No recap of this week of yoga will do it justice, but all I can say is if you’re considering a retreat, whether to jumpstart your practice as one of our group members did (it was her FIRST yoga class), to reconnect with a lost practice (as in my case), or to deepen your self-practice (as with one member currently in teacher training), I say, go for it! If you’re interested in more from our amazing instructor, check out leahsugerman.com
This retreat was a perfect mix of yoga, downtime lounging pool-side, and discovering the island’s unspoiled sites.
Our guide, Mario, talked us through the history of Vis, originally settled in the 4th century B.C. and much fought over through the centuries for its importance as shipping location. With its picturesque, well-protected harbor and quaint town, we spent a couple hours on our own exploring its streets.
My favorite of the towns we visited, Komiža, with a population of only about 1300 people, felt like a walk back in time. The narrow roads, the linens hanging to dry, and the lack of tourists in May all made for a pleasant stroll. Mario shared how many of the seaside homes were uninhabited and some in ruin because a law that was slowing sales and development. In years past, many left the island to pursue opportunities elsewhere. To sell a home, one must first get ALL of its owner’s descendants to sign away their rights, and some are difficult to find. It was interesting to see how nature was taking back over some of these ruins, with greenery filling empty interiors and plants sprouting from cracks in the walls.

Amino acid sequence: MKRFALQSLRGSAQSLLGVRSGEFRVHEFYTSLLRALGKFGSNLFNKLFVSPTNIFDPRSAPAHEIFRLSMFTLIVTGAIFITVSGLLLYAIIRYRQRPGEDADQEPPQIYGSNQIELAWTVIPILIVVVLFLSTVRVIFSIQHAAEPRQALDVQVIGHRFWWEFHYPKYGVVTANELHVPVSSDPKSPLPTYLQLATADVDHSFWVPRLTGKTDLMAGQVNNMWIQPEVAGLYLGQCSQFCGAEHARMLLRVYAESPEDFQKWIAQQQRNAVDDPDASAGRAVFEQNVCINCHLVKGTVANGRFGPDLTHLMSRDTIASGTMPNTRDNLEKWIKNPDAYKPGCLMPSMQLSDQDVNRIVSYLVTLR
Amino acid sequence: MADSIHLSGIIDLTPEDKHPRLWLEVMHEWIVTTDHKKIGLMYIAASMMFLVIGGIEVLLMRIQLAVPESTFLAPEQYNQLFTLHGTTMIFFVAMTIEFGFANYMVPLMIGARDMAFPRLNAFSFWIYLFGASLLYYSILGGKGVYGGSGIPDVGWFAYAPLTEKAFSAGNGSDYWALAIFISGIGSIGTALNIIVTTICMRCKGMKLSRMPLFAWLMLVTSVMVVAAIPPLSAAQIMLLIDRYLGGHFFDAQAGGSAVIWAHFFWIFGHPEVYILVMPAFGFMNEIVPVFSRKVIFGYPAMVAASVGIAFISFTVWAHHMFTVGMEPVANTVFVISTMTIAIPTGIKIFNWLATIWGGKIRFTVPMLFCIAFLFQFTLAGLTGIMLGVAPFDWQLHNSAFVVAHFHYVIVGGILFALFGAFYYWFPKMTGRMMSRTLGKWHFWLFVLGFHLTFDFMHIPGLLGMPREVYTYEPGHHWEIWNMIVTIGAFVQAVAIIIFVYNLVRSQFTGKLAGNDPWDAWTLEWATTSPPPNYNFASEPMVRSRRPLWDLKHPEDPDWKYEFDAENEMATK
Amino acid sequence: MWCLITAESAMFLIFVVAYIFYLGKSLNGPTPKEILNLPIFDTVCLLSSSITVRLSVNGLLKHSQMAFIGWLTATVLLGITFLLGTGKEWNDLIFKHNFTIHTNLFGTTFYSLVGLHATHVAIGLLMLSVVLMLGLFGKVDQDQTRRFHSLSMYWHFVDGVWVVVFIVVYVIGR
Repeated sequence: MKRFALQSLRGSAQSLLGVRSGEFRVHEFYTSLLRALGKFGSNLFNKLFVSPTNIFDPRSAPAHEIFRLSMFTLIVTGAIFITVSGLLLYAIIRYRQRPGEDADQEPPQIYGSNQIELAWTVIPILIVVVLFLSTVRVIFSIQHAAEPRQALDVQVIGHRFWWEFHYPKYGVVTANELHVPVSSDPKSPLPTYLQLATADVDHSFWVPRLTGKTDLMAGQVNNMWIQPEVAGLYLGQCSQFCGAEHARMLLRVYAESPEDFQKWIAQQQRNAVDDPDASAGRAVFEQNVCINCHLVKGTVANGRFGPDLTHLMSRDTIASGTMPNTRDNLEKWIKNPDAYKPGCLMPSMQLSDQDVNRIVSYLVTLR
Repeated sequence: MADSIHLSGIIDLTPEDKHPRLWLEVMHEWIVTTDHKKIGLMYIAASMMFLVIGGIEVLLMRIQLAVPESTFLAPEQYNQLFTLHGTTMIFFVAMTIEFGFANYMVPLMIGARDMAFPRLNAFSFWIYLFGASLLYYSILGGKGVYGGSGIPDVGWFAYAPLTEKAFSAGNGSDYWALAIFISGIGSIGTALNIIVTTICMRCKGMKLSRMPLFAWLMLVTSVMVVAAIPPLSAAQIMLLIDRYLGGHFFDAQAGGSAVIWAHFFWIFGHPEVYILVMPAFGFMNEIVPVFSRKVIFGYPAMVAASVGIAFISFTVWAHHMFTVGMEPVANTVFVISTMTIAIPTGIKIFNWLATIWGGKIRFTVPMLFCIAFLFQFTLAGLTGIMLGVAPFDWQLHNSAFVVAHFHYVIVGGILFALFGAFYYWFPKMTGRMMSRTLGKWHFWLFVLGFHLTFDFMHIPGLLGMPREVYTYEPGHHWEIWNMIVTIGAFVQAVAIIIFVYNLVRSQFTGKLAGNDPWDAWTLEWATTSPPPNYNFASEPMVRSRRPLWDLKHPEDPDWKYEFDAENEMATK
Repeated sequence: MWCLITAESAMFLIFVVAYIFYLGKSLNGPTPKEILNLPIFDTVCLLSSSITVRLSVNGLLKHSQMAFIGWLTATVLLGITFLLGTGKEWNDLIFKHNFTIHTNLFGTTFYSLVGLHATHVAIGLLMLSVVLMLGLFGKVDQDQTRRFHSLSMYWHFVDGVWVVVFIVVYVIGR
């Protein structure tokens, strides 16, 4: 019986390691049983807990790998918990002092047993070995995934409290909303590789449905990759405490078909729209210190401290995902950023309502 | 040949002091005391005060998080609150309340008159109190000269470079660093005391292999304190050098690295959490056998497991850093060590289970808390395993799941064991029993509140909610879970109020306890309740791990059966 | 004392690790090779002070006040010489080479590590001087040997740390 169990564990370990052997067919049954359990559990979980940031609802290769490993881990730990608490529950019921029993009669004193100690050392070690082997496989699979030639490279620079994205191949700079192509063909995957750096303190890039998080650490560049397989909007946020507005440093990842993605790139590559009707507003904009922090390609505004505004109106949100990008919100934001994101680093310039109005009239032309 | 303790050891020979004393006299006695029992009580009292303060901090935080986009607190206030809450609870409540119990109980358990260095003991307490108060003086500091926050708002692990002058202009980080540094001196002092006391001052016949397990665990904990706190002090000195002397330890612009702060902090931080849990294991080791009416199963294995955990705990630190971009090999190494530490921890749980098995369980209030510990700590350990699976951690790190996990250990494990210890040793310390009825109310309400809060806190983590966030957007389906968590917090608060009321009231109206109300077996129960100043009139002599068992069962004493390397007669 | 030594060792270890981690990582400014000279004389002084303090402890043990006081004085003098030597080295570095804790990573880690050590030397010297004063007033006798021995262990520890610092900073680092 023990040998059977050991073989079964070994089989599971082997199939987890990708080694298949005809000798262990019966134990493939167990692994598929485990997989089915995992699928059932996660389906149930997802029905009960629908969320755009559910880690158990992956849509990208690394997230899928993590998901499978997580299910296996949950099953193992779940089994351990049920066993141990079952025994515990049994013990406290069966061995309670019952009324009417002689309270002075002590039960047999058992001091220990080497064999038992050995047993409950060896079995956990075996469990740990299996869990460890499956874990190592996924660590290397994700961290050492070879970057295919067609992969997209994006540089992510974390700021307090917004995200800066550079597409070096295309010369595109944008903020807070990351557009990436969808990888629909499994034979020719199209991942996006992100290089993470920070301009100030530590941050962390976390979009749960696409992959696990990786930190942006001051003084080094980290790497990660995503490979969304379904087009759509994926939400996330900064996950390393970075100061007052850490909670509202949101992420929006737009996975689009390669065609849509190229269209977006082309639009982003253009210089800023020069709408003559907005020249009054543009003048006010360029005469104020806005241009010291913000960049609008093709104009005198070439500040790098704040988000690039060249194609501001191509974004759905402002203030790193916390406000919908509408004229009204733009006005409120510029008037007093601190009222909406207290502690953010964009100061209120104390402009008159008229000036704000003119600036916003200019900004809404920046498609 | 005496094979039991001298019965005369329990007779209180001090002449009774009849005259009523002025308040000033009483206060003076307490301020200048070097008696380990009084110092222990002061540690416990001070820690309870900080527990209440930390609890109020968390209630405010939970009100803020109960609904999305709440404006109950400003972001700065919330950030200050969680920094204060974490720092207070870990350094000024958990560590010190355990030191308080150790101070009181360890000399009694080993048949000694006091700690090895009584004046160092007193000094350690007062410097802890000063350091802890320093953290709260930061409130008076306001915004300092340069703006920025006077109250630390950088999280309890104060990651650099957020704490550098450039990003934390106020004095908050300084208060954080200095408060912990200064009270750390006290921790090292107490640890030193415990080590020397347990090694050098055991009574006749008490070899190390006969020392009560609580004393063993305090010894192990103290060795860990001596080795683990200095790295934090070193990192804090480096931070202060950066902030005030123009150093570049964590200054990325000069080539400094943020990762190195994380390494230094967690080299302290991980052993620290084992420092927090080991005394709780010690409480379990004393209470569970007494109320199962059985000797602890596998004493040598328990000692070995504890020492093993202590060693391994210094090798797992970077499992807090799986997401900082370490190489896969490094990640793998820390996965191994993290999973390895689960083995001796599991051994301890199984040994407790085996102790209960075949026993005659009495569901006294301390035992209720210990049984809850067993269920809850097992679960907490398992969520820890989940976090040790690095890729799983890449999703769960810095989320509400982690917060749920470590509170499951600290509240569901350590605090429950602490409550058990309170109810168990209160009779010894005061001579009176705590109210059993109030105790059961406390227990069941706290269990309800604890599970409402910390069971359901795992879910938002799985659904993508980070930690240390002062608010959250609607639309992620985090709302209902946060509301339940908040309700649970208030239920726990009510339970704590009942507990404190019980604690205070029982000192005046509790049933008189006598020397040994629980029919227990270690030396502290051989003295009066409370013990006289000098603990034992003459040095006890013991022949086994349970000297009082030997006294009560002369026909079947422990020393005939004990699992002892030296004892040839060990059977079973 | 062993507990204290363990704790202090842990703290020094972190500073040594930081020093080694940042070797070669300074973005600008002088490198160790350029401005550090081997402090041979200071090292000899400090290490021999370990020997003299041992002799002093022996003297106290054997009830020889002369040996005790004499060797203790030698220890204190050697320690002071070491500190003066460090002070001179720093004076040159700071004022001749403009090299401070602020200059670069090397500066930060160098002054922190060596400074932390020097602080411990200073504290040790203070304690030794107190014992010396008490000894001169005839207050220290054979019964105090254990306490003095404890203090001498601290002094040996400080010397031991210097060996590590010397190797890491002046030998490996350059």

Totally worth the short but steep hike down and back up, this southern beach and cove are protected by 4-meter high cliffs. We were lucky to have it all to ourselves.
Milda nourished us with fresh, vegetarian meals the entire retreat. After each morning yoga session we helped ourselves to a wholesome breakfast of yoghurt, porridge, fresh bread, eggs, cheese, fruit, jams, local honey, coffee/tea and the occasional baked good like french toast, yum!
In the afternoon we had packed lunch and snacks to enjoy by the pool.
Post restorative yoga, we shared tasty dinners around the table each evening.
I was never disappointed and didn’t miss meat a bit. We even went out for a local peka dinner and had the most TENDER octopus you could ever imagine.
The only regret I have from my first yoga retreat is leaving on the seventh day. I could have stayed a month and I’ve brought the lessons and gratitude into my now daily practice. My worries leading up to the trip were wasted energy, and I’m reminded to try new things.
I will return for another retreat with Summersalt somewhere down the road, and look forward to reconnecting with old friends.
Have a question or comment? Connect with me on Twitter @meganfields.